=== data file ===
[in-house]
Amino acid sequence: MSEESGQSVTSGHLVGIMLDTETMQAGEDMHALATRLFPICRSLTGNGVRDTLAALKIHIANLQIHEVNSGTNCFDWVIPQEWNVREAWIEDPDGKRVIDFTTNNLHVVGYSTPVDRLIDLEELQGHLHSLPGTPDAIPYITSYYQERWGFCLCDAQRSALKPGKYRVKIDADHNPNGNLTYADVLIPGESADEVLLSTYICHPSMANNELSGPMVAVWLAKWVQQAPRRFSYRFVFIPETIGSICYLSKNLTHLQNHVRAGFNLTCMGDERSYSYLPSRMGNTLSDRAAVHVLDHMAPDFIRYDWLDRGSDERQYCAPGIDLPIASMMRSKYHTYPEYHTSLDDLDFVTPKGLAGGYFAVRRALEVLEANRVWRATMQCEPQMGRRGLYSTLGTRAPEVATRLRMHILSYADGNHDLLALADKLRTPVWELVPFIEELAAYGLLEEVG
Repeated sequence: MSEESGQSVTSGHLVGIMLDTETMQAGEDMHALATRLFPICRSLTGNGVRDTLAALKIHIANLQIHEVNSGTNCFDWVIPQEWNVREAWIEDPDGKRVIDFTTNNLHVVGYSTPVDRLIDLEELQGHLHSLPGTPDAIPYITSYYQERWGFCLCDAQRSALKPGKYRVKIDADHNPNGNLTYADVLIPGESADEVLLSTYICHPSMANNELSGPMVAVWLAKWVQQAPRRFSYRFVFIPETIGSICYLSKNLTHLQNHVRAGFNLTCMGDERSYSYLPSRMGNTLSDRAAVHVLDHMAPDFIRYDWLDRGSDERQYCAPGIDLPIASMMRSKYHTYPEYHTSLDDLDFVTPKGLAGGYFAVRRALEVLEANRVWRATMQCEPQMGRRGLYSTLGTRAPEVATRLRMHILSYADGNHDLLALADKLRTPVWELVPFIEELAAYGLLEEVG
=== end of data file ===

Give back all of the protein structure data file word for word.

[in-house]
Amino acid sequence: MSEESGQSVTSGHLVGIMLDTETMQAGEDMHALATRLFPICRSLTGNGVRDTLAALKIHIANLQIHEVNSGTNCFDWVIPQEWNVREAWIEDPDGKRVIDFTTNNLHVVGYSTPVDRLIDLEELQGHLHSLPGTPDAIPYITSYYQERWGFCLCDAQRSALKPGKYRVKIDADHNPNGNLTYADVLIPGESADEVLLSTYICHPSMANNELSGPMVAVWLAKWVQQAPRRFSYRFVFIPETIGSICYLSKNLTHLQNHVRAGFNLTCMGDERSYSYLPSRMGNTLSDRAAVHVLDHMAPDFIRYDWLDRGSDERQYCAPGIDLPIASMMRSKYHTYPEYHTSLDDLDFVTPKGLAGGYFAVRRALEVLEANRVWRATMQCEPQMGRRGLYSTLGTRAPEVATRLRMHILSYADGNHDLLALADKLRTPVWELVPFIEELAAYGLLEEVG
Repeated sequence: MSEESGQSVTSGHLVGIMLDTETMQAGEDMHALATRLFPICRSLTGNGVRDTLAALKIHIANLQIHEVNSGTNCFDWVIPQEWNVREAWIEDPDGKRVIDFTTNNLHVVGYSTPVDRLIDLEELQGHLHSLPGTPDAIPYITSYYQERWGFCLCDAQRSALKPGKYRVKIDADHNPNGNLTYADVLIPGESADEVLLSTYICHPSMANNELSGPMVAVWLAKWVQQAPRRFSYRFVFIPETIGSICYLSKNLTHLQNHVRAGFNLTCMGDERSYSYLPSRMGNTLSDRAAVHVLDHMAPDFIRYDWLDRGSDERQYCAPGIDLPIASMMRSKYHTYPEYHTSLDDLDFVTPKGLAGGYFAVRRALEVLEANRVWRATMQCEPQMGRRGLYSTLGTRAPEVATRLRMHILSYADGNHDLLALADKLRTPVWELVPFIEELAAYGLLEEVG